City Paper Widget

Monday, September 9, 2013

Fire Chief Touts Improved Response Times, New Ambulances

Fire Department ambulance response times are down. There will soon be a fleet of new ambulances.

Those were the messages from DC Fire Chief Kenneth R. Ellerbe brought to the meeting of Advisory Neighborhood Commission (ANC) 1B/U Street on September 5. The meeting was held at the Reeves Center (14th and U Streets NW).

Response times

Chart distributed by DC Fire Department
Ellerbe came prepared with a presentation that showed that average response time for ambulances at critical medical calls has improved by more than 15 percent between February and July of this year. The improvement shaves more than a minute off the average time, from 7 minutes 49 seconds in February to 6 minutes and 35 seconds in July. During this same period, the average number of responses increased by more than ten percent, from 170 to 189 per day.

Ellerbe also presented evidence of falling average response times for first arriving Emergency Medical Technician (EMT) at critical medical calls, again by one minute (more than 20%) between February and July.

The new fleet

Ellerbe brought evidence to the meeting that the DC Fire Department had ordered 30 ambulances this year. As of the meeting, six had been delivered, at a cost of $179,000. Information distributed at the meeting indicated that the city will take delivery of an additional seven units in September, four in October, seven in November, and six in December.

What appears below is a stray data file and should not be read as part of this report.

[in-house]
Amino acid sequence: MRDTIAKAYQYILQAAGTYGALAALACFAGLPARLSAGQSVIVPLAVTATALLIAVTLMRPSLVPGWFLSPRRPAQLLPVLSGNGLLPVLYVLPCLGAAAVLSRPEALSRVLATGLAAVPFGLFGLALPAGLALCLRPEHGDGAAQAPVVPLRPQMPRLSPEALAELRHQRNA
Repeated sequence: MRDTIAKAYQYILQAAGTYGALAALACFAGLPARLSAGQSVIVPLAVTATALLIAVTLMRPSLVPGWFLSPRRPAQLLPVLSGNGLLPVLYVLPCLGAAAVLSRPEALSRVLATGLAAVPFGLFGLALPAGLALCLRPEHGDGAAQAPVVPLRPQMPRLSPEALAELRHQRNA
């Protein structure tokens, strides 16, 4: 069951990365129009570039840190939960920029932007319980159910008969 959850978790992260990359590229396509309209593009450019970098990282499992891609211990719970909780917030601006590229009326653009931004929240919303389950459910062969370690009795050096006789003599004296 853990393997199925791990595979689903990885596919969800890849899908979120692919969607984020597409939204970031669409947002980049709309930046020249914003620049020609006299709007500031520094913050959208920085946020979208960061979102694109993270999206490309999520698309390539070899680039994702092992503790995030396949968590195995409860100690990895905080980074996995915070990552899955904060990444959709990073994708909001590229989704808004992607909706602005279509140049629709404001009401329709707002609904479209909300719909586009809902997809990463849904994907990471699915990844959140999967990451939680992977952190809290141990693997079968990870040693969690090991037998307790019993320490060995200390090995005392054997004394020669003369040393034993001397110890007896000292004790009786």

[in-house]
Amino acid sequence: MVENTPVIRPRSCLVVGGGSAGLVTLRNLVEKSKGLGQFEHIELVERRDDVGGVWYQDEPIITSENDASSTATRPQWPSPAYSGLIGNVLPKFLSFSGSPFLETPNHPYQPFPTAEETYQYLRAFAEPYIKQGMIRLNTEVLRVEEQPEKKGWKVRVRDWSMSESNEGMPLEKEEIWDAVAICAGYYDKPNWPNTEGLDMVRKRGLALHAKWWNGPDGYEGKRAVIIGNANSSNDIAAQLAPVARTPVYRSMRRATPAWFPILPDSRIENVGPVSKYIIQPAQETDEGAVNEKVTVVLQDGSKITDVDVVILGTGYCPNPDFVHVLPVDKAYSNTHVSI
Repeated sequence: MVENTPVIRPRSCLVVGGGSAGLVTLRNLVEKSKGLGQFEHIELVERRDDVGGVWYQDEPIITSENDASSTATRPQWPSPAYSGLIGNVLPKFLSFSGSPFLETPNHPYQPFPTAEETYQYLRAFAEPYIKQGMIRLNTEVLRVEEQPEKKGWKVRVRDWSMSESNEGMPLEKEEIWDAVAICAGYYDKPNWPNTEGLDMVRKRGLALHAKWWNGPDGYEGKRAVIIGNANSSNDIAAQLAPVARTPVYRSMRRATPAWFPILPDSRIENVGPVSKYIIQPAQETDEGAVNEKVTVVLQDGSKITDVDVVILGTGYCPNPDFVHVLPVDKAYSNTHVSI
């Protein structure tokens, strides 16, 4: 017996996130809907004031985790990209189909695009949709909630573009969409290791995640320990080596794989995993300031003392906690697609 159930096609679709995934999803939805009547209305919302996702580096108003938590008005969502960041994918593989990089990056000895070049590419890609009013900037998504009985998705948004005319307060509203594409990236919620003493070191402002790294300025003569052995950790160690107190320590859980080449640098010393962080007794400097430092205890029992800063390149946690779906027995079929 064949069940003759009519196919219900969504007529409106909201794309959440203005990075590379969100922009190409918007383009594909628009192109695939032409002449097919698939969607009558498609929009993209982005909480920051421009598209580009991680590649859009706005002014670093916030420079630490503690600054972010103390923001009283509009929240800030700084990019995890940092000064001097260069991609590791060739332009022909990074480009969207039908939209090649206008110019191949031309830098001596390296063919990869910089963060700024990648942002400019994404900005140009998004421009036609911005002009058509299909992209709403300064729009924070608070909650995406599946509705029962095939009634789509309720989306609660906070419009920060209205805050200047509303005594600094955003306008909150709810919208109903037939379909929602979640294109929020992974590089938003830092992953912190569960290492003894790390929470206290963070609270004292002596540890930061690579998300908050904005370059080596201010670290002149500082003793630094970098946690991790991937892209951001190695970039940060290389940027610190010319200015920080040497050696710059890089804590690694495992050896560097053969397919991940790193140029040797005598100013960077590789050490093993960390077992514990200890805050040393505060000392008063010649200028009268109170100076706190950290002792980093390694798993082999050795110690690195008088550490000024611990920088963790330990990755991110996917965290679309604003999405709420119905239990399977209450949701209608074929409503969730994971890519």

The purchase of new ambulances, Ellerbe said, had been hung up in the City Council for a long period, and then the losing vendor challenged the purchasing decision in court. This caused DC to go a long period without purchasing any new ambulances.

Hard times for the department

The DC Fire Department has recently suffered a series of embarrassments and high profile failures, like a DC ambulance in a Presidential motorcade running out of gas. Ellerbe said units are required to fill their tanks before each shift, and this incident was inexcusable.

"For a unit to run out of fuel, that's one of the biggest crimes," he said.

In another recent set of incidents, two ambulances were reported to have caught fire on the same day. In response to a question from a member of the public, Ellerbe disputed that two ambulances had caught fire. He said that only one had caught fire; the other had steamed when coolant liquid was poured on a hot engine.

In conclusion, Ellerbe said, "Most of our employees are extremely dedicated and committed. I commend the Department for continuing to move forward."

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